Correct.  James 1:13-15 establish that well enough.  However, if this is meant to say that Arminians do not believe that we have a corrupt (sinful) nature, then this is entirely false.  All Arminians fully affirm man’s depravity and some (though not all) even affirm racial guilt (which is not the same as affirming total depravity).

5. Only the pollution, not the sin of Adam, is imputed to his
descendants.

As above, this is true of some Arminians, but not all.  Personally, I do not believe that God holds Adam’s descendents responsible for Adam’s sin.  However, I agree with all Arminians that Adam’s sinful nature is passed on to all of his descendents (though I am not sure “imputed” is the best way to express this).

6. Man’s depravity is not total, and his will is inclined toward God and good.

This is entirely false.  Such a claim has never been a feature of Arminianism.  Man’s depravity is total in Arminianism so that the will is not inclined towards God and good.  Point #6 is the opposite of what Arminianism teaches. [2]

7. The Atonement was not necessary but once offered is available to all.

This is worded so awkwardly it is difficult to grasp what is being asserted (just as many of these so called “tenets” so far).  However, the Arminian would certainly object to the idea that the atonement “was not necessary.” I suppose this might be a description of the governmental view of atonement which some Arminians have held.  But even then, I doubt that many (if any) of those who hold the governmental view would say that the atonement was “not necessary”.  At any rate, Arminius held to penal-satisfaction (and for that reason saw the atonement as wholly necessary) as did Wesley and numerous other Arminians throughout history.  Therefore, if this is a reference to the governmental view of atonement (accurate or not), it cannot be rightly called a “major tenet of Arminianism”.   As far as the atonement being a provision available for all, this would indeed be a “major tenet” of Arminianism.

8. The Atonement does not actually effect the salvation of human beings but merely makes it possible.

False again.  The atonement makes salvation possible for all and “effects the salvation” of those who repent and believe the gospel.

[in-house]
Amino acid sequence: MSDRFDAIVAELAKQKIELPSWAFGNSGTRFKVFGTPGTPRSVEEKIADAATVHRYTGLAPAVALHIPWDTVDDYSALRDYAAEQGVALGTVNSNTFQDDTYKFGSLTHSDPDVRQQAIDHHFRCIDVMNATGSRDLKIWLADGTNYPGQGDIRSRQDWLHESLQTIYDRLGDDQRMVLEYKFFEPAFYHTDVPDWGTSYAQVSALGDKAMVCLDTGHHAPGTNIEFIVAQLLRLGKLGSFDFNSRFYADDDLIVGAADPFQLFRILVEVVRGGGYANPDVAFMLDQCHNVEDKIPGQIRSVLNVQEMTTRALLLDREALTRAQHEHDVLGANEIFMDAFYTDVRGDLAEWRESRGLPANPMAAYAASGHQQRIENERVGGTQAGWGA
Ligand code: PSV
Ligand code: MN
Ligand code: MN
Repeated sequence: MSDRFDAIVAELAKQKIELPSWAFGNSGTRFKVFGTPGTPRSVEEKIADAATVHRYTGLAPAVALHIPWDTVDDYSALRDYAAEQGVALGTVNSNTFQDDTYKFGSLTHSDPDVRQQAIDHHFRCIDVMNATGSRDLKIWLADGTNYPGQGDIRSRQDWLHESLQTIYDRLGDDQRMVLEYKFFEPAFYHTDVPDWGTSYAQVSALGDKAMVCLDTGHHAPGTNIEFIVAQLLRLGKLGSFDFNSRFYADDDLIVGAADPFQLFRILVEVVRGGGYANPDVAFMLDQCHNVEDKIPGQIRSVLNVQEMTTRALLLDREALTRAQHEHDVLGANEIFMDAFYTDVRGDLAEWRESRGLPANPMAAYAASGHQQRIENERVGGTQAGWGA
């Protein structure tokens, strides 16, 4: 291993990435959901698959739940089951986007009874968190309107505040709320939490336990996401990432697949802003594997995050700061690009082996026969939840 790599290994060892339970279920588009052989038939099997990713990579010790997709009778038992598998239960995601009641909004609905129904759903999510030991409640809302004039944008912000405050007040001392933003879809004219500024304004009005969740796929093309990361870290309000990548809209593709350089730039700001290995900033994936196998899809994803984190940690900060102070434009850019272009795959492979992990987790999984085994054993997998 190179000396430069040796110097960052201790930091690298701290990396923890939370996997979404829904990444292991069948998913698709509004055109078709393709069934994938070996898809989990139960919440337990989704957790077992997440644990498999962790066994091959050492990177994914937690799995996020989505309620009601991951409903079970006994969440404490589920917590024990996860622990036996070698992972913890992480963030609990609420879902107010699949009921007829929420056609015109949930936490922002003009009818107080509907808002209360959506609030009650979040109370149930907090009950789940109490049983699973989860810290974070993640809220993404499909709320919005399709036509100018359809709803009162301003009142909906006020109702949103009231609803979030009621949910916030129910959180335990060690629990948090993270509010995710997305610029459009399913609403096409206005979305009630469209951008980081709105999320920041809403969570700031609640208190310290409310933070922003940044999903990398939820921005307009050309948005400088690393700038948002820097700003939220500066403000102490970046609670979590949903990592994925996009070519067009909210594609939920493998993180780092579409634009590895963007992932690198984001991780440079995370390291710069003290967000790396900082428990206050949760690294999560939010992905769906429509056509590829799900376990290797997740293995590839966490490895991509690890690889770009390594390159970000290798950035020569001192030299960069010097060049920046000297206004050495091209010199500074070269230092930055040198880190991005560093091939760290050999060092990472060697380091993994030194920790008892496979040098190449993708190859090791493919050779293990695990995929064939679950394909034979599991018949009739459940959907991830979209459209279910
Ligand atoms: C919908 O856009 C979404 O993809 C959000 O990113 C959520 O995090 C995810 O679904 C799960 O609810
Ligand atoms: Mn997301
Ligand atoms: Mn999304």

9. Salvation becomes effectual only when accepted voluntarily by penitent sinners.

Here #8 is contradicted by #9.  If the atonement “does not actually effect salvation” (as #8 claims), then it cannot even “effect” salvation on the condition of voluntary acceptance.  Again, I do not care for the wording of #9.  I would prefer to say that the free gift of salvation is received by the God enabled exercise of faith in the person.  Still, there is nothing in #9 that the Arminian need object to.

10. Regeneration is determined by the human will, not divine decree.

Arminians believe that regeneration is received by faith, but caused by God.  Faith precedes regeneration in Arminianism as it receives the free gift of new life from God and enjoys this life as the result of being joined to Christ and indwelt by the Holy Spirit through faith.  If “determined by the human will” is meant to say that man regenerates himself, then the statement is false and misrepresents Arminianism. Only God can regenerate just as God alone can justify.  To say that justification and regeneration are by faith does not mean that the one who trusts God is doing these things to himself, any more than it can be said that the one who receives a gift also gives the gift to himself or provided the gift in the first place. 

Does this mean that regeneration is not determined by “divine decree?”  Not at all.  The Arminian affirms that God decreed from all eternity to justify and regenerate sinners on the condition of faith in His Son.  Therefore, regeneration is determined by “divine decree.”